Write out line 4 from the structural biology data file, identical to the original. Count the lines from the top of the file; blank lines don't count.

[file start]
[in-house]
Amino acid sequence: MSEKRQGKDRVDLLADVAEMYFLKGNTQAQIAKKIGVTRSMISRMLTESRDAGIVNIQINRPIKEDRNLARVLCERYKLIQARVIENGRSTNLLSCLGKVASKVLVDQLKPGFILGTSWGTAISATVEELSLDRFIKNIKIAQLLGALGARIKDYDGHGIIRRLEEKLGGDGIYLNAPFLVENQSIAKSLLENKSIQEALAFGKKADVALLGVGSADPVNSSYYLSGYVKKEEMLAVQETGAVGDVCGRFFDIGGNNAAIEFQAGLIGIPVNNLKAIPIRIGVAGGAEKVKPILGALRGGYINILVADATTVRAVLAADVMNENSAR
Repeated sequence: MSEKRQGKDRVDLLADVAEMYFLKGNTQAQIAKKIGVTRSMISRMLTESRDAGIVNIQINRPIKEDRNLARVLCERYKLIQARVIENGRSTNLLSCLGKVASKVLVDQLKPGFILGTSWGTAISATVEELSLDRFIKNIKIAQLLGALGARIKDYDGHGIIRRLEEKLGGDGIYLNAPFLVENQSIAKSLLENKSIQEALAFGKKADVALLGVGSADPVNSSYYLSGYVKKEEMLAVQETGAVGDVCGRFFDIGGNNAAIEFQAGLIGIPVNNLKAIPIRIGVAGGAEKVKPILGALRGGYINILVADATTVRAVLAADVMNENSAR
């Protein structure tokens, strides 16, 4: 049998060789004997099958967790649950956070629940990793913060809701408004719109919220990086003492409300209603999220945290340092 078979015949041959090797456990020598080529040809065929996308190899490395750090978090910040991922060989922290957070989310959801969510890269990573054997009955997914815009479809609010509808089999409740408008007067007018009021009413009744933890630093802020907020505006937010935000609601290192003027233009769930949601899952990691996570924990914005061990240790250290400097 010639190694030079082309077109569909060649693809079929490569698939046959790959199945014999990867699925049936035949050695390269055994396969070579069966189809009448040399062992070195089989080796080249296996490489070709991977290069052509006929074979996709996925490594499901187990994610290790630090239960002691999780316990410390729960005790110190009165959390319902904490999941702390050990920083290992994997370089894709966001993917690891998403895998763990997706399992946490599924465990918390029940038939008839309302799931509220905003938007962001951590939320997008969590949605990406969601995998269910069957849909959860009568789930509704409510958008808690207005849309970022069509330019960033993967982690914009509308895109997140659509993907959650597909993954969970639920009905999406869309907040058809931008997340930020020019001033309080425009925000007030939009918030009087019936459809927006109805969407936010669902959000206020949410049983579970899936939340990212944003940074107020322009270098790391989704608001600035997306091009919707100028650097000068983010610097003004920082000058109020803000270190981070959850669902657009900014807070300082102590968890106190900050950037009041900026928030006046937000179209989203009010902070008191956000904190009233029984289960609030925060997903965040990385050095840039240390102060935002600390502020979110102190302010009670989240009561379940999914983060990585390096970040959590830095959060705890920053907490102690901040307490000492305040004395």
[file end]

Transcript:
């Protein structure tokens, strides 16, 4: 049998060789004997099958967790649950956070629940990793913060809701408004719109919220990086003492409300209603999220945290340092 078979015949041959090797456990020598080529040809065929996308190899490395750090978090910040991922060989922290957070989310959801969510890269990573054997009955997914815009479809609010509808089999409740408008007067007018009021009413009744933890630093802020907020505006937010935000609601290192003027233009769930949601899952990691996570924990914005061990240790250290400097 010639190694030079082309077109569909060649693809079929490569698939046959790959199945014999990867699925049936035949050695390269055994396969070579069966189809009448040399062992070195089989080796080249296996490489070709991977290069052509006929074979996709996925490594499901187990994610290790630090239960002691999780316990410390729960005790110190009165959390319902904490999941702390050990920083290992994997370089894709966001993917690891998403895998763990997706399992946490599924465990918390029940038939008839309302799931509220905003938007962001951590939320997008969590949605990406969601995998269910069957849909959860009568789930509704409510958008808690207005849309970022069509330019960033993967982690914009509308895109997140659509993907959650597909993954969970639920009905999406869309907040058809931008997340930020020019001033309080425009925000007030939009918030009087019936459809927006109805969407936010669902959000206020949410049983579970899936939340990212944003940074107020322009270098790391989704608001600035997306091009919707100028650097000068983010610097003004920082000058109020803000270190981070959850669902657009900014807070300082102590968890106190900050950037009041900026928030006046937000179209989203009010902070008191956000904190009233029984289960609030925060997903965040990385050095840039240390102060935002600390502020979110102190302010009670989240009561379940999914983060990585390096970040959590830095959060705890920053907490102690901040307490000492305040004395």